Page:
Week 3, Thursday: Social movements and the structure of communication in society

An article I was reading today was Robert A. White’s ‘Democratization of communication as a social movement process’, published in a reader on The Democratization of Communication (1995).

White’s main point is about the overlap between communications theory and social movement theory.

Social movement theory is broadly about why social movements occur, and how to understand their structure. As observed according to the theory, the protagonists and members of a social movement are those who are ‘marginal in some degree to the central communication and exchange networks’ (101) of a society. A corollary of this is that the potential protagonists of a social movement begin ‘in a dependency relationship to the leaders of the hegemonic coalition’ (101), through whom their access to resources and information is mediated (the proverbial gatekeepers and power-brokers).

The overlap with communications theory is that society can be analyzed as some pattern or structure of communications. Social movements can thus be thought of as attempts to ‘renovate’ (93) the communications process. The author suggests that for many societies the structure of communications is largely an ‘institutional’, ‘hierarchical’, and ‘non-democratic’ structure, and thus social movements arise in opposition to this structure and seek to modify it.

A point for further exploration is that while we can think of society as the range of institutions and forces which structure communication, i.e. as that-which-structures communication, society can also be thought of as that-which-is-structured-by communication, which is closer to the frame theorists of mediatization adopt.

White’s analysis of the actions and implications of a social movement is worth reproducing in full:

A social movement begins when the marginal groups cut their ties of dependency through more central exchange and information networks and begin to mobilize an independent base of resources in order to gain more direct access and stronger influence in the collective decision making structure. Often this can mean a fundamental change in the bases of cultural power so that the cultural capital of the subordinate groups has much more validity (101).

Reading the above passage, I found his description of the point of departure of a social movement particularly compelling, and in keeping with his preceding exposition on the nature of what a social movement is. However, I could not resist also feeling that this 1995 analysis is in severe need of an update to take into account the present-day state of technology, and social and media discourse. This is one source of motivation for my case-study.

Something else that White’s analysis illuminated for me was what I found compelling about my case-study. It is really the politics of the situation which I find to be revealing about the nature of communication technology. While the politics of the situation is entangled and fraught, I find it to also be very clearly readable. Reading this into the responses of the various parties to what they understand as ‘media developments’ could tell us something about the nature of communication technology.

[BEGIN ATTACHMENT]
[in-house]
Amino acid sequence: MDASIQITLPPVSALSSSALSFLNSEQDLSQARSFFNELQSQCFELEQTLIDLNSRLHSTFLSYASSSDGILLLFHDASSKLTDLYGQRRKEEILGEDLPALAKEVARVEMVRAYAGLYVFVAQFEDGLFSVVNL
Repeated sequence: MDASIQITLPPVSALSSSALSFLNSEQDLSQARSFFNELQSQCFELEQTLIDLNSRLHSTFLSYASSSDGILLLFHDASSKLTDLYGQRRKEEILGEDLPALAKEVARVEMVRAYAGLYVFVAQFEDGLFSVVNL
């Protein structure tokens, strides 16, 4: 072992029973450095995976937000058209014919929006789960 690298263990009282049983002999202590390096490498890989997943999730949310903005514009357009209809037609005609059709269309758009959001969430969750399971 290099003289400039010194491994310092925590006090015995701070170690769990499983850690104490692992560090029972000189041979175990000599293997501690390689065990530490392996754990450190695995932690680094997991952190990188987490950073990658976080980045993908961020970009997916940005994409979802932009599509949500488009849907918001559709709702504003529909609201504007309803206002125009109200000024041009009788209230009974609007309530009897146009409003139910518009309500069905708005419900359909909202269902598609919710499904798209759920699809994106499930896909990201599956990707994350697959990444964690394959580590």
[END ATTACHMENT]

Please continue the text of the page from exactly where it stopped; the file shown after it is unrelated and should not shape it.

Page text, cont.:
The suspicion is just that communication technology has a fundamentally political dimension. In that sense White’s analysis that it is the structure of communication which is the object or site of contest remains as timely as ever.

Week 2, Thursday: On Mediatization

Today I reviewed several sources about the concept of mediatization.

Of the sources I reviewed, Hjarvard (2008)’s work has been the most influential. He defines it as:

‘[…] the process whereby culture and society to an increasing degree become dependent on the media and their logic’ (Hjarvard 2013:17).

However, I also like Schilleman’s definition, which acknowledges looser uses of the term while still managing to account for them:

‘Mediatization is the label carrying a general theory about how the media exert power over and in other social spheres’ (Schilleman 2012:15).

One of the interesting things Hjarvard traces is how the media as an institution has been imagined in scholarly analyses since c.1920. I thought it was interesting that Schilleman’s definition happened to capture this significant consistent thread in that history. In this analysis of modern media culture, media is analyzed as an institution that gains autonomy as it develops, and proceeds to exercise power.

Against this context, one implication of my case-study is that it reveals how individual actors have to negotiate different media, each of which is subject to its own set of institutional interest or sociocultural norms. To put it in other words, while ‘media’ is usually referred to as an agent, union, or conspiracy of interests (that imposes and flattens perspective), in our case-study we see how an agent can embody a range of interests, some clearly in problematic conflict.

Not only can the agent embody a range of interests, in some ways I think he must, in that he faces an audience that demands he authentically present these interests. This is an aspect of the case-study that reveals the influence of the audience, who can no longer be ‘left to their own devices’ after a ‘structured break’ between generation & presentation of media content (à la Thomson’s analysis – see Robertson (2015)). Technology has enabled the audience to participate in the creation & perpetuation of ideologies, images, and discourses, effectively allowing them to mirror (if somewhat imperfectly) the structure and processes of the media institution they are usually imagined as being subject to. The commentary of the audience-media must now itself be commented on, in the media commentary.